It’s gotten to the point where coaching youth soccer in America can be one of the most lucrative jobs a person without specialized formal education can hold. With three teams of players as young as U10, a coach can easily make $45,000 per year off of them for what amounts to part time work. That number can rise to $60,000 if the coach does their schedule carefully and adds a fourth team. This is more than most professional coaches in Portugal get paid, according to AEL Limassol head coach Bruno Baltazar.
“In Portugal it is a very poor paying job to coach youth football,” Baltazar said in a recent on-record conversation, “maybe 150 or 200 euros per month. It’s done because of passion for the game. Even the professional coaches in the first division, except for Benfica, Porto, Sporting Lisbon, maybe Braga, will usually only make 40,000, maybe 50,000 per year. Less in the smaller teams, and the youth coaches make way less.”
The same can be said for England, where players in small amateur clubs outside of the professional league system will pay small fees in the neighborhood of $8/week, which covers basic fees including kits, referees, and other necessities, but not coaching. The coaching there is for the love of the game. Going to a higher level in the community, but still outside of the professional academy system, this is where the English Football Foundation, funded by the FA, Premier League, and English government, has invested hundreds of millions of dollars into subsidizing costs for clubs. This keeps player registration fees nearly non-existent while bringing paid coaches into the fold with part time wages and allowing the players greater access to development and education within the game.
In Mexico, according to Queretaro FC scouting guru Mauricio Pedroza in another recent on-record conversation, players in professional youth academy setups do not pay. In the community programs there are small monthly fees that can be as high as $50 for a player depending on the location, quality of facilities and coaching, but most of the time outside of the major cities, it’s as low as $10 per month. This is done, as in England, through the coaches’ love for the game and willingness to volunteer their time and resources to help their community grow.
Even in Iceland, the smallest nation to ever qualify for the World Cup, and without a ton of financial assistance available from a large federation or large, generous tax-base, it only costs roughly $850 per year to play with one of the elite academies, such as Breidablik. This club, with one of the best development systems in Iceland, produced (or helped to produce) four players on the team that just qualified for the World Cup, including Gylfi Sigurdsson and Alfred Finnbogason, and five more who have been used this year (and sidenote for trivia buffs, Aron Johannsson for a short spell). This figure changes by age as well, so that the youngest players in the academy only pay about $140 per year. These small fees help to cover some very basic necessities such as maintenance and transportation costs, but the low prices are helped by the close involvement of clubs’ professional players having active involvement in youth coaching. For many of the younger players on the first team rosters, a stipulation in their contracts is that they dedicate a small number of hours each week to coaching at the youth academy.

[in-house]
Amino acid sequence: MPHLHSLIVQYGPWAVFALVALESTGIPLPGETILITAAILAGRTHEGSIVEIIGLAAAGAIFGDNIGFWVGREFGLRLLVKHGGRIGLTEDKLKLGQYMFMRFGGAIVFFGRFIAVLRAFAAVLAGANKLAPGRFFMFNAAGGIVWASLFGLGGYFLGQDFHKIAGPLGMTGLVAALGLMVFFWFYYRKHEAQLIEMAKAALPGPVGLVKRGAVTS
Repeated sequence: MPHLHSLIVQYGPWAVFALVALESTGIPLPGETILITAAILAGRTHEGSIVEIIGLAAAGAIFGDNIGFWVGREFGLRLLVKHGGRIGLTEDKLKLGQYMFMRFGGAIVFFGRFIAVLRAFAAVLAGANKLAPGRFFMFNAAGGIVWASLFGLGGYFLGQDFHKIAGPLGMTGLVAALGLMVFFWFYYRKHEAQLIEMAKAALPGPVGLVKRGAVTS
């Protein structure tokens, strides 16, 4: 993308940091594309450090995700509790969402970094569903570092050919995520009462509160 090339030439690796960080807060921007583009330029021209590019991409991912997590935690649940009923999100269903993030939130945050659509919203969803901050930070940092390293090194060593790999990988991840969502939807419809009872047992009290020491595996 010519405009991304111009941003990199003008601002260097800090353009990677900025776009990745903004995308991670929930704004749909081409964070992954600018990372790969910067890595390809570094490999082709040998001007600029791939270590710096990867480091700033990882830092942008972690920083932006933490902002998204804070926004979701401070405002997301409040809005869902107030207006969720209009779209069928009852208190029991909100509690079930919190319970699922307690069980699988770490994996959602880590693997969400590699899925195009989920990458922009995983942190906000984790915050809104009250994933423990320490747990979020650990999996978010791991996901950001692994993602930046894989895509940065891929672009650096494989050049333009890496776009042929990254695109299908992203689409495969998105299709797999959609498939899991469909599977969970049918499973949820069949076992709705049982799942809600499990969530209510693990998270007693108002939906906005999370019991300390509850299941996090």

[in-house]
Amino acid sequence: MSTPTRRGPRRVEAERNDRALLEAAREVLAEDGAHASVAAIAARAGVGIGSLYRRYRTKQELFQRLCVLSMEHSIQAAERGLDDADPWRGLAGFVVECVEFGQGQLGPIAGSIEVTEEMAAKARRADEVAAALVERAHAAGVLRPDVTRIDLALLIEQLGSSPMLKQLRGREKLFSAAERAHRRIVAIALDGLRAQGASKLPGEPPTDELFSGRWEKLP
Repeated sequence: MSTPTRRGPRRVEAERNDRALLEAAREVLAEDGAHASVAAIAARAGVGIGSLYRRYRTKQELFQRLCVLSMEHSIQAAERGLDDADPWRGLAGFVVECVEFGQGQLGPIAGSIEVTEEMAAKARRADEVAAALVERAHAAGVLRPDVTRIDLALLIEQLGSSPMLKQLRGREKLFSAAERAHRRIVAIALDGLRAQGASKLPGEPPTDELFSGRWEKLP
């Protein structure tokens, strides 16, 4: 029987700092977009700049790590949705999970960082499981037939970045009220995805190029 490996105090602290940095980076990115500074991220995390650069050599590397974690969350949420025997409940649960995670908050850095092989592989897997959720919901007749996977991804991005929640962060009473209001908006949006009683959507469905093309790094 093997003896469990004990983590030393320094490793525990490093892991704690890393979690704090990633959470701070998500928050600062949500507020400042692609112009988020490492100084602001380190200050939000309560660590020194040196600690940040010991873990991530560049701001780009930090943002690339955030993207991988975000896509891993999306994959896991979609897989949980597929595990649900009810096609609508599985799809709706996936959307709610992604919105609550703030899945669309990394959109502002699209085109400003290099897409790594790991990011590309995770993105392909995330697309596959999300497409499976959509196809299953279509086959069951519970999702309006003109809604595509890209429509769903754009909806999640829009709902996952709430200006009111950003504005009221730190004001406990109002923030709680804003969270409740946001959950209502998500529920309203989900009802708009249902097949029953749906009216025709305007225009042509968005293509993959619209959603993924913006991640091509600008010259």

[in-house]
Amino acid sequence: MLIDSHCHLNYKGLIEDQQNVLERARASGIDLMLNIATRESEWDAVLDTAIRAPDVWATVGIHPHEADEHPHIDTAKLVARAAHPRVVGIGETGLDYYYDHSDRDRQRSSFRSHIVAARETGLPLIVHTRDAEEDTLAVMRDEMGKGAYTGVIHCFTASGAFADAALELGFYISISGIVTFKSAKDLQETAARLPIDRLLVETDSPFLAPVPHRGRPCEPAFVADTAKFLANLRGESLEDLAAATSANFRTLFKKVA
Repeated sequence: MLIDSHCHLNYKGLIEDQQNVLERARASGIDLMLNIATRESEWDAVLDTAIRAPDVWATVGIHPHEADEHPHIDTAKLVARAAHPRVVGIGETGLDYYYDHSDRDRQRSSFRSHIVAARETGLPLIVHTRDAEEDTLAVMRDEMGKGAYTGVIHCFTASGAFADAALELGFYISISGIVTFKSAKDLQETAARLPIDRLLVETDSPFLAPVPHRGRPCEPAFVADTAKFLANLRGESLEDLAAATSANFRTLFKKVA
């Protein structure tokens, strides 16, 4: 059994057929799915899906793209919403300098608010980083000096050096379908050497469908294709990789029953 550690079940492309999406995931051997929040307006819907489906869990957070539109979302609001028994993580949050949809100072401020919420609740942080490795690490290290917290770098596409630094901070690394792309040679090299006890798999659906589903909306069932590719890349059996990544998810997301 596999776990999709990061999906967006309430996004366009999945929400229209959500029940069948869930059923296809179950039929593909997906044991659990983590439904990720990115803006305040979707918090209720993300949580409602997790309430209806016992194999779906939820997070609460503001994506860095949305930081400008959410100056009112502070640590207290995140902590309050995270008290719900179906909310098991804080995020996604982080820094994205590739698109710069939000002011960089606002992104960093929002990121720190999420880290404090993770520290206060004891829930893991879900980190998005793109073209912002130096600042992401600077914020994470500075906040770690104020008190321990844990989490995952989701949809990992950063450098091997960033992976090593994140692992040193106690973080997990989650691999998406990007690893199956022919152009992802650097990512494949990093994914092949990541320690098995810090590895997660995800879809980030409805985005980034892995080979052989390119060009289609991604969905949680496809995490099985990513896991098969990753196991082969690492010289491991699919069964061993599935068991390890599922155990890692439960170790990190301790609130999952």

The Icelandic federation’s investment into its youth over the past 15 years has paid dividends as evidenced by last year’s Euro run, and this year’s qualification for the World Cup. Even though the federation has limited resources, they devote what they can to improving the country’s sporting future. To bolster this investment, the individual clubs work with their sponsors, and use compensation awarded from successfully exported players to put back into their youth academies. This has created a machine in Reykjavik and Akureyri that sees several players a year exported into the Netherlands, England, and Denmark, with each one capable of bringing back as much as $150,000 straight away, and sell-on clauses that will keep players producing even more money for their childhood clubs as their careers progress.
But Then There’s Youth Soccer in America
This is all in contrast to American registration fees that run up to several thousand dollars per year even in community club programs, and is largely because of the increased cost of coaching wages which come with the assumption that higher paid means higher quality. This unfortunately feeds into another growing niche market in the United States which is the import of youth coaches from Great Britain; These same coaches doing the job for free in the small charity programs in London, Birmingham, Glasgow, and Manchester are brought over by companies like UK Elite who pitch their expert European services to communities bereft of knowledgeable soccer leaders, and procure lucrative contracts that pay as much as $110 per man hour for coaching kids as young as the U6 level. Keep the player:coach ratio at 10:1 for a four-day-a-week, two-hour, 60-player after school U6-U10 program, and it’s easy to see why registration fees cost as much as they do. It’s not about kit costs, it’s not about field rental, it’s not about referee fees, it’s not about insurance; The biggest financial hit to a club is the cost of coaching, and it’s not a field where you’re guaranteed to get what you pay for.